Embrace your inner dumbass

Feb 162010
Authors: Andy Kruse

There are so many avenues of knowledge in this world, it’s mind-boggling. From the complex structures of the invisible microorganisms all around us, to the intricacies of running a business, to the politics that make decisions about our daily lives, there’s so much to know and so little time.

That’s why we settle for knowing a lot about a few things and a little about some other things. Then for the rest, we remain in the category of dumbass.
Now being a dumbass is not a bad thing; it’s a great thing. It means you have a lot to learn. And learning about how the world works is awesome.

But in order to learn, we must first embrace our inner dumbass and admit we don’t know. It takes a certain self-confidence to face a state of ignorance. It takes courage to stand up in front of your peers and be the one who doesn’t have the answer. But once you do, it can be extremely liberating.

We’ve all been there, sitting in class curious as to what exactly our professor is trying to say. You can tell it’s a cool idea, but you can’t quite grasp it. Well, chances are 75 percent of the class is thinking the same thing, they’re just afraid to look stupid and ask.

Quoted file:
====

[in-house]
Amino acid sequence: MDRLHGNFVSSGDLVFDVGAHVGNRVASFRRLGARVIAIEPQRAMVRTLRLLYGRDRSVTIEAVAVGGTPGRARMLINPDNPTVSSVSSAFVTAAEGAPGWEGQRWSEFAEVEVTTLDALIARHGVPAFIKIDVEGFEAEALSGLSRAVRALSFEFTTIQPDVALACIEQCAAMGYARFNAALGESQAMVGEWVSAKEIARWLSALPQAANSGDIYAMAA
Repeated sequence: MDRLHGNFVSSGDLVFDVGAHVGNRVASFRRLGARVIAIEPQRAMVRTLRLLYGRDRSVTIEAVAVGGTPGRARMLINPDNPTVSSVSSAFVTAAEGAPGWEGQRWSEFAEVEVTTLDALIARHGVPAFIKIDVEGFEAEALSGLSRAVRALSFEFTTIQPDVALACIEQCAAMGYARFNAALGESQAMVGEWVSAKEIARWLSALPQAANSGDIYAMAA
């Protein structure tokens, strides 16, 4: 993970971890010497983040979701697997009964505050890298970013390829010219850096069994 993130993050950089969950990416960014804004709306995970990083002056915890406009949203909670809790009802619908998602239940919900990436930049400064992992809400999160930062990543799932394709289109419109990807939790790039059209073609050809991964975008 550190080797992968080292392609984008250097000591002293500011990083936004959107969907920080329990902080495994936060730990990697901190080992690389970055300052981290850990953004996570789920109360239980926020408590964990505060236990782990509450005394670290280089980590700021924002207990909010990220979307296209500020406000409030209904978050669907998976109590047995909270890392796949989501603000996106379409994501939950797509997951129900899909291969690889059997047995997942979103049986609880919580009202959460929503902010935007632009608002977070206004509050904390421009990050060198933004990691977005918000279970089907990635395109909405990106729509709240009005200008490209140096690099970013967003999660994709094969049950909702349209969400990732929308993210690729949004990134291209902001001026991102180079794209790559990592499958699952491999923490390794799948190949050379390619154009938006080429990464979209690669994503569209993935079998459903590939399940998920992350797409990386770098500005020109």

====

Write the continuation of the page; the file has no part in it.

So step up and be brave. Embrace your inner dumbass and ask that question. Most of the class will appreciate that you put yourself on the line for the rest of them and class will be much more interesting.

We all have a responsibility to the world to become learned in a certain aspect of life and do something productive with that knowledge. And if each of us becomes learned in our own sector, and admits we’re unlearned in another, we can all become learned together.

But if we walk around too insecure to explore new ideas, we’ll inhibit not only our own knowledge, but those around us as well.

There’s a reason why someone knows that blue eyes originate from a mutation of the OCA2 gene. And there’s reason why someone knows that a runner on third base doesn’t run home on a fly ball but waits to tag up. All the different sectors of knowledge are what make the world go round.

Inside each and every one of us is an inner dumbass. And unless we embrace it, we’ll never learn anything.

Andy Kruse is an anthropology graduate student. His column appears occasionally in the Collegian. Letters and feedback can be sent to letters@collegian.com.

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